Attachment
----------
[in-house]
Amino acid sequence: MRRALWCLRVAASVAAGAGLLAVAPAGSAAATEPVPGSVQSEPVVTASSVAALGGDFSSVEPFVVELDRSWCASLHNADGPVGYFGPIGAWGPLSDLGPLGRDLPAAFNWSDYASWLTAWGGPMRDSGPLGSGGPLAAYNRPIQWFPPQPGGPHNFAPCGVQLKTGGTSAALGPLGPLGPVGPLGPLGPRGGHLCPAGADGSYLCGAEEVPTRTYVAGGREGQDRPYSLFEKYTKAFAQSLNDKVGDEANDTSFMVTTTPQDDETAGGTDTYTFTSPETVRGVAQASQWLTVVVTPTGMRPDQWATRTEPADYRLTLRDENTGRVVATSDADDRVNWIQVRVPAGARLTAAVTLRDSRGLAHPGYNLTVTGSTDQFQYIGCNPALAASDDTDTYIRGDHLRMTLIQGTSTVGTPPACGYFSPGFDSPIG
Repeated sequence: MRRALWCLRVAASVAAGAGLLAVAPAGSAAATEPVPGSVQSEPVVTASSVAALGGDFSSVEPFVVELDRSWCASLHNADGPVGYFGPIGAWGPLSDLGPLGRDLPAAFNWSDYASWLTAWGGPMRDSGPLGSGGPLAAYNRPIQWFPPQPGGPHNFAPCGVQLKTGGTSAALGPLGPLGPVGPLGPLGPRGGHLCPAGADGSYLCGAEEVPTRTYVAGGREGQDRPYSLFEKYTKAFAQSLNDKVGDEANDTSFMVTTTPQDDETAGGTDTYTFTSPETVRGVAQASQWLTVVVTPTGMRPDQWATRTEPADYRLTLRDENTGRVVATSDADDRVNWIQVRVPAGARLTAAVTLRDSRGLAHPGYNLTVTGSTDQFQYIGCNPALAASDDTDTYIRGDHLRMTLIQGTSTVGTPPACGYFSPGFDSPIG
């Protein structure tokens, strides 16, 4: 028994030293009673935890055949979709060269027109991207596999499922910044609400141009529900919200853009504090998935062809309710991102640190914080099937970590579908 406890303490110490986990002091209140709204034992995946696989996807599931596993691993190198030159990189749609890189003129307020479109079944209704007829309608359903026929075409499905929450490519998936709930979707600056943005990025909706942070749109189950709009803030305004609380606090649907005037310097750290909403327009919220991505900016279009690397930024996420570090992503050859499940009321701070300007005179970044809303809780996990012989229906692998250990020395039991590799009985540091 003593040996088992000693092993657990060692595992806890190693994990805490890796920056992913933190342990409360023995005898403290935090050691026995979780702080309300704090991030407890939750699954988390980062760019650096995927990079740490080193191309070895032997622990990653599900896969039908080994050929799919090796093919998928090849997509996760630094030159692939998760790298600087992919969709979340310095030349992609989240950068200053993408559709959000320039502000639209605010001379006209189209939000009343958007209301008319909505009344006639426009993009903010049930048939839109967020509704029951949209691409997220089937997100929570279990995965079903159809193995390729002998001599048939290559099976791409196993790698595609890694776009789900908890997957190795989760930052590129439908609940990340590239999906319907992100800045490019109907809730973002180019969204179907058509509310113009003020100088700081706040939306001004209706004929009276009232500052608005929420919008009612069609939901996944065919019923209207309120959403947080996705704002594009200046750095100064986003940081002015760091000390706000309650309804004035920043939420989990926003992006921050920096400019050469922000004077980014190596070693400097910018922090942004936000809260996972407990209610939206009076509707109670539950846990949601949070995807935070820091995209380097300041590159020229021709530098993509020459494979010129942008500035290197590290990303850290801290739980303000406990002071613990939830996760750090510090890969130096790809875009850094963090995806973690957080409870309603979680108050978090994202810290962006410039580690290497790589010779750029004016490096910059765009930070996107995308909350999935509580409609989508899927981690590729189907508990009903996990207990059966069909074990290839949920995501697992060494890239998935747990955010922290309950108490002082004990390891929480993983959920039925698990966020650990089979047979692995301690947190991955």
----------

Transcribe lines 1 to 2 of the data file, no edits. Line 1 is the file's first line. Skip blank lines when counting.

[in-house]
Amino acid sequence: MRRALWCLRVAASVAAGAGLLAVAPAGSAAATEPVPGSVQSEPVVTASSVAALGGDFSSVEPFVVELDRSWCASLHNADGPVGYFGPIGAWGPLSDLGPLGRDLPAAFNWSDYASWLTAWGGPMRDSGPLGSGGPLAAYNRPIQWFPPQPGGPHNFAPCGVQLKTGGTSAALGPLGPLGPVGPLGPLGPRGGHLCPAGADGSYLCGAEEVPTRTYVAGGREGQDRPYSLFEKYTKAFAQSLNDKVGDEANDTSFMVTTTPQDDETAGGTDTYTFTSPETVRGVAQASQWLTVVVTPTGMRPDQWATRTEPADYRLTLRDENTGRVVATSDADDRVNWIQVRVPAGARLTAAVTLRDSRGLAHPGYNLTVTGSTDQFQYIGCNPALAASDDTDTYIRGDHLRMTLIQGTSTVGTPPACGYFSPGFDSPIG